Jes & Co are making tools to support Master Data: central authoritative open data used throughout a system—in this case, the entire learning community
(Tends to be RDF, but doesn't have to be)
Given that, can start developing relationships between URIs; map understanding across boundaries
This enhances discoverability: ppl agree in advance on the vocabulary, more usefully and more ubiquitously—can aggregate data from disparate sources more effectively (semantic web)
e.g. map US learning objectives to AUS learning objectives for engineering learning resources. not a common et of standards, but a commonly understood set of standards
RDF: there's More Than One Way To Do It: that's chaos, but not necessarily a bad thing


Can't really liveblog myself talking; I'm going through my position paper, and I've recorded myself (19.7 MB MP3, 21 mins).

Sarah Currier, consultant

"Nick said everything I wanted to say" :-)
Others have been high level, big strategic initiatives. This is microcosm education community, addressing compelling need of their own.
14 months of purely Web 2.0 based repository with community, "faux-pository", ad hoc repository
How do edu communities best use both formal repositories and Web 2.0 to share resources? How can repository developers support them using Web 2.0
Is a diigo group a repository? Netvibes is: http://www.netvibes.com/Employability
Community wanted a website powered a repository (whatever that is, they weren't techo); £40k budget. They went Web 2.0: though repositories were being built that were similar to that need, nothing the community could just jump in and use. (And the repositories that were built don't provide RSS!)
"Must not be driven by traditional project reporting outputs": more important to develop a good site than a project report!
Ppl needed both private and public comms spaces, and freely available software.
Paedagogy, social, organisational aspects of communities have not been involved in repository development, and are the major barriers now.
Everyone thinks their repository is somewhere everyone goes to. You're competing with Email, Google, Facebook: no, the repository is not the one-stop shop, push content to where people actually do go
There is a SWORD widget for Netvibes, but it's still rudimentary
Put edu communities at the heart of your requirements gathering and ongoing planning!
You *must* support newsfeeds, including recommendations and commentary, and make sure they work in all platforms
Need easy deposit tools, which can work from desktop and web 2.0 tools
Allow ppl to save this resource to Web 2.0 tools like Facebook; don't make your own Facebook


ADLRR2010: Breakout Groups: What are the problems we've identified so far with repositories?

Understanding users and user needs: reuse is not as simple as hitting a button on iTunes.
Mindshare: how do you get enough resources to compete with google, esp as google are defining user expectations: standards are left wagging the tail of the vendor dogs.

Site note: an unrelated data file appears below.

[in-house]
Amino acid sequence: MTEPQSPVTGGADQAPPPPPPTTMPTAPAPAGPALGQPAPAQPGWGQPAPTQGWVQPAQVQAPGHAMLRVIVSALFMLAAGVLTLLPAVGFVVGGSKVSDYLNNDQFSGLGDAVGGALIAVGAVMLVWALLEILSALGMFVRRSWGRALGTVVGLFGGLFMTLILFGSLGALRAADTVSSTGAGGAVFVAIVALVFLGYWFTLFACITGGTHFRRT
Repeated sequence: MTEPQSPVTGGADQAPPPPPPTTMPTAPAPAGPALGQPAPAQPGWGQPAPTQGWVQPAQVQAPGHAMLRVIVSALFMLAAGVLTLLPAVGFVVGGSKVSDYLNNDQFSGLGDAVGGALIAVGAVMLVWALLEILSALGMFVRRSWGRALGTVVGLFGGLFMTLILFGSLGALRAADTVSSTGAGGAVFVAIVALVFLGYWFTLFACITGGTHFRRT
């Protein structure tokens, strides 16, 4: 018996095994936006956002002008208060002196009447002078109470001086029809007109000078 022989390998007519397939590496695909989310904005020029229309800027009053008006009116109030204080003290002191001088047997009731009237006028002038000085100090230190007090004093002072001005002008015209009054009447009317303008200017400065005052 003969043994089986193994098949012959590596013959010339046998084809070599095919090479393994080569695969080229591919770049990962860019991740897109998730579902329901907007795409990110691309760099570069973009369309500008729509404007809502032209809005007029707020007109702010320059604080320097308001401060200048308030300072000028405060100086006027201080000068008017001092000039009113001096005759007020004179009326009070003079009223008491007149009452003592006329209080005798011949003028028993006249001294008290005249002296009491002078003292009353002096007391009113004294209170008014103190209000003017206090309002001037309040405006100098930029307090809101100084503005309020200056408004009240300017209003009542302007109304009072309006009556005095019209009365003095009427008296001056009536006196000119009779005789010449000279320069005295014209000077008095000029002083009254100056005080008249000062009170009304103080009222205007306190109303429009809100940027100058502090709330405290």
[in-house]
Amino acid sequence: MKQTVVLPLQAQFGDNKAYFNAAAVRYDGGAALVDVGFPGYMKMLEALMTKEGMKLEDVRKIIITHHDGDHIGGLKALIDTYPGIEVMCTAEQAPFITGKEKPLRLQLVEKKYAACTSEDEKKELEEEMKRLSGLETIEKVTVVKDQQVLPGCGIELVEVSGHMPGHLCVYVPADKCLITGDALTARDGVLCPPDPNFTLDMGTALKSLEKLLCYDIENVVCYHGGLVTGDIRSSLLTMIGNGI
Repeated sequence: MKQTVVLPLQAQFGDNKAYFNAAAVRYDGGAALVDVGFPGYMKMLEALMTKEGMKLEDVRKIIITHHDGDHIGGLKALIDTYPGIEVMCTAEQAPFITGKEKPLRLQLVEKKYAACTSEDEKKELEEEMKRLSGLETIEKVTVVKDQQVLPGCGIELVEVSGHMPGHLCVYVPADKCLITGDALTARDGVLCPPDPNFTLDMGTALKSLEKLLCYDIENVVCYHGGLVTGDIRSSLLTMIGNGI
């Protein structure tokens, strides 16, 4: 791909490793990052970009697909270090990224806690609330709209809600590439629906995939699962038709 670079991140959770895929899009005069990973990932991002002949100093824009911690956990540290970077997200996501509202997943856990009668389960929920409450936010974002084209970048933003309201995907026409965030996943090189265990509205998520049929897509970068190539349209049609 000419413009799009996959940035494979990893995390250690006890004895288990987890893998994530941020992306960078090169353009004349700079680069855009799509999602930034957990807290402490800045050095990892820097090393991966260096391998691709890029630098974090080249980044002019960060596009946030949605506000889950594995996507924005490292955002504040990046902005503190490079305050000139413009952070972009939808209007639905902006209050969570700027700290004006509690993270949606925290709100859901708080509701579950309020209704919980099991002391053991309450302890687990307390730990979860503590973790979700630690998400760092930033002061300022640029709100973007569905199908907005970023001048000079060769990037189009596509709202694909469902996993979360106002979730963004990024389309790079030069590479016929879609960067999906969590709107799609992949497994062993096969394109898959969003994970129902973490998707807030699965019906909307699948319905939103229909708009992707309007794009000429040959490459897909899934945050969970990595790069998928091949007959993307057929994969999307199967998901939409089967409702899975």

complexity of systems, metadata and policy.
Lack of high quality metadata and tools.

Discussion mostly on organisational and social issues.
Need for ways for authors to connect to repositories, reuse at point of authoring.
Parochial development --- "not developed here", barrier to reuse.
Difficult to get ppl to create metadata.
Network enclaves, access restrictions
Organisational inertia

Security: identity management
Scale: scaling up
Building repositories: is that the right answer? (what is a repository anyway?) What would repository standards cover?
Are repositories solving yesterday's problems? Do we need more? we don't know yet.
Connectivity between repositories -- virtual silos
User-centric view of repositories
Is reuse relevant driver? Is there authority to reuse? Is content authoritative?
Optimising repositories to kinds of content
Manual metadata is too expensive
Getting discovered content: too hard, too costly
Sharing is key driver for repositories

More Incentives needed for using a repository, rather than more standards. Developing app profiles just as dangerous as developing more standards: they are very time consuming, and difficult to maintain.
Trust: single sign on. Security of data: needs trust, common security model.
Need common terminology, still stumbling on repositories vs registries
Quality assurance and validity of control.
Must focus on community and user requirements before looking at technology or content procurement; this has been a wrong focus.

Organisations may have bought a repository but be unaware of the investment; need registry of repositories.
Every agency builds silo, need mandate to unify repositories.
Holy Grail is reusable data, reusable at every level. Many business challenges to that: how to learn from failed efforts? Outside schoolhouses, difficult to get right, and much harder than it seems.
Search needs to be brokered.
What apps are needed for easy registering.